Ultimate Guide to Privacy Friendly Newsletters

Rebecca // June 11 // 0 Comments

Creating an email newsletter can be a great way to build community. Small businesses and entrepreneurs might use them to share content and create an audience. However, it can be tricky to get privacy right; subtle clues or default settings may communicate to your audience that you don’t respect their privacy. To build trust and a loyal audience, it is important to get privacy right.

With this guide, I’ll help you decide what features you need to choose an email newsletter service, and how to set one up. I’m not a lawyer so this is not legal advice. I am a privacy expert with tons of research on what people want when it comes to data privacy. I’m not affiliated with any of the services described here, and I don’t get any commission from these links.

Why might you care about privacy in an email subscription newsletter? If you are a medium or large company, or you are based in the European Union, you are probably already aware of privacy regulations like GDPR. You may also care about privacy if you are a small business, entrepreneur, or just trying to grow an audience. In your quest to build a community, you want to make sure your newsletter audience feels respected and safe. This may be more urgent if your newsletter topic is sensitive; for example, if your topics include personal issues such as health, sexuality, or money. Also, if your email topic is political or associated with political movements, your community might be more privacy-sensitive. In all these cases, this article can help you figure out your key requirements and point you to potential choices.

Although it’s tempting to send emails from my own account, bulk emails sent from private accounts look like spam and will be blocked. You need a newsletter provider. Searching for a privacy-friendly email newsletter can be difficult. There are many types of privacy-protective email services that do not provide newsletters. For example, some companies that host email servers (e.g. https://runbox.com/ ) but do not offer newsletter services. There are other companies that host secure encrypted email services (e.g. https://proton.me/mail ). These services look interesting but aren’t designed to make email newsletters easy.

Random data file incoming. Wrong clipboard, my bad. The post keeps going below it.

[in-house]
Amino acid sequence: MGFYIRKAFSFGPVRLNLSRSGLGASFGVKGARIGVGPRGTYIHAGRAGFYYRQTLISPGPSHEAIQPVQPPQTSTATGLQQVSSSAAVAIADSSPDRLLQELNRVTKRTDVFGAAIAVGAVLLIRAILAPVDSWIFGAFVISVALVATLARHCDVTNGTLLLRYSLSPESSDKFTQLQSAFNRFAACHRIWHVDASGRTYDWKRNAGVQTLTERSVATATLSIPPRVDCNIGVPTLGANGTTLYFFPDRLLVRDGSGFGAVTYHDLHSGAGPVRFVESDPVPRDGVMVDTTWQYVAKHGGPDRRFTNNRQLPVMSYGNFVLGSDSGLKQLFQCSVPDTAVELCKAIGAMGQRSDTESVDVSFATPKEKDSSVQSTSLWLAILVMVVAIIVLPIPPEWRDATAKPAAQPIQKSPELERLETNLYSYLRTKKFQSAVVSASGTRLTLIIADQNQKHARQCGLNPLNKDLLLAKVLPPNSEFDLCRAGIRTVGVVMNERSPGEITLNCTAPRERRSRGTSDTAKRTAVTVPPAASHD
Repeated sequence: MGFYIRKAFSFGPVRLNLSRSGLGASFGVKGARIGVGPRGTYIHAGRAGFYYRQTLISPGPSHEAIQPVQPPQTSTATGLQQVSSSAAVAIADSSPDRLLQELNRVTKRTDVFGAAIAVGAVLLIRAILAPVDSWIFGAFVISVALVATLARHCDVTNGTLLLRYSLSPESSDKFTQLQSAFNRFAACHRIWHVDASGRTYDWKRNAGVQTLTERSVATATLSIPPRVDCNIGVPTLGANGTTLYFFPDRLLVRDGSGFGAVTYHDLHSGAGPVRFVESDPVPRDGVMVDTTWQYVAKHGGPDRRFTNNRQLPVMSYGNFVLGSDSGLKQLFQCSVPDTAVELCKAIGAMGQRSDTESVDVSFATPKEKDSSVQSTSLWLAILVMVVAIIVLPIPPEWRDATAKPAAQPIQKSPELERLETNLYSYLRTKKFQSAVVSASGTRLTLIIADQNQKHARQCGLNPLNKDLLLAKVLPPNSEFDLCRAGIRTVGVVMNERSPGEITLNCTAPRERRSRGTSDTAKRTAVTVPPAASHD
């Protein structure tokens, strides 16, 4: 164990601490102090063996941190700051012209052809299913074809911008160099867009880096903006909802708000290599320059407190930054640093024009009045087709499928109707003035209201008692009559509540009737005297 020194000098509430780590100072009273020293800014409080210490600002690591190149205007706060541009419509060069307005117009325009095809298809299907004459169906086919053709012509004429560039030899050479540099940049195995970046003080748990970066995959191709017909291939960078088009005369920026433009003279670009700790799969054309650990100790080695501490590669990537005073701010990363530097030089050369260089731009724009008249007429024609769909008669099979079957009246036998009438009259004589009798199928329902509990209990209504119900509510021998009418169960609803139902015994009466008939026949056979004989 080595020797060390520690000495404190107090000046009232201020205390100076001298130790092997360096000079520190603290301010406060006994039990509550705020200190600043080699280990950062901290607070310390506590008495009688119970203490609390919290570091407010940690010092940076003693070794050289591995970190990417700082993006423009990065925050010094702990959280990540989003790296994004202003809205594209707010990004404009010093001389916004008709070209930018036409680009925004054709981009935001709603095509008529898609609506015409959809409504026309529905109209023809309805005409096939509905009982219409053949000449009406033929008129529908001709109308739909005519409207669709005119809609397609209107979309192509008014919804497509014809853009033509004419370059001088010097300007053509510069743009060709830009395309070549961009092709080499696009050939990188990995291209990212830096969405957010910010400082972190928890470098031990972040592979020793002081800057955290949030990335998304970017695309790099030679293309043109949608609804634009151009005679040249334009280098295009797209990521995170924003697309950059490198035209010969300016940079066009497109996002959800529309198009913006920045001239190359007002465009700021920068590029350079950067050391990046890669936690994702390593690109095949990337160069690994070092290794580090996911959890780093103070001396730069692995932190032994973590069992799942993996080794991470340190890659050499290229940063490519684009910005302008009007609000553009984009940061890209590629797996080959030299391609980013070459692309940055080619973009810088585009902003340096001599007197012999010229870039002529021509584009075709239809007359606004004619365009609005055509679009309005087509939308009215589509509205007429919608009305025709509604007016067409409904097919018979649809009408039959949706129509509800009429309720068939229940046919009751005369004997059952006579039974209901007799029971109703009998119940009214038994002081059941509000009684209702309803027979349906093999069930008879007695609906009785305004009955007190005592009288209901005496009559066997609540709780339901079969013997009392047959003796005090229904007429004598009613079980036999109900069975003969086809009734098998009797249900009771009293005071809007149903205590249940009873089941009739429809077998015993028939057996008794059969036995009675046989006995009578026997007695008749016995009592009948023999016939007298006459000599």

Consider these four requirements for choosing an email newsletter service:

  1. Data should be hosted in the EU or Switzerland
  2. Easy to use and setup with WordPress
  3. The email service should have as few trackers as possible
  4. The newsletter signup should be usable for my audience

Data should be hosted in the EU or Switzerland:

The first challenge was to find an email marketing service that kept all the data either in Switzerland or in the European Union. Why? Many Europeans are uncomfortable with their data being hosted elsewhere. They are uncomfortable with the access some governments might have when their data is stored outside the EU. Only some countries offer an adequate protection of their data, and according to a decision titled Shrems II, the US doesn’t offer an adequate protection of Europeans’ data. I live in Switzerland and specifically want to target businesses in Europe, so I’m particularly concerned about where data is hosted. If you are a business serving Europeans, you may need to pay attention to this as well.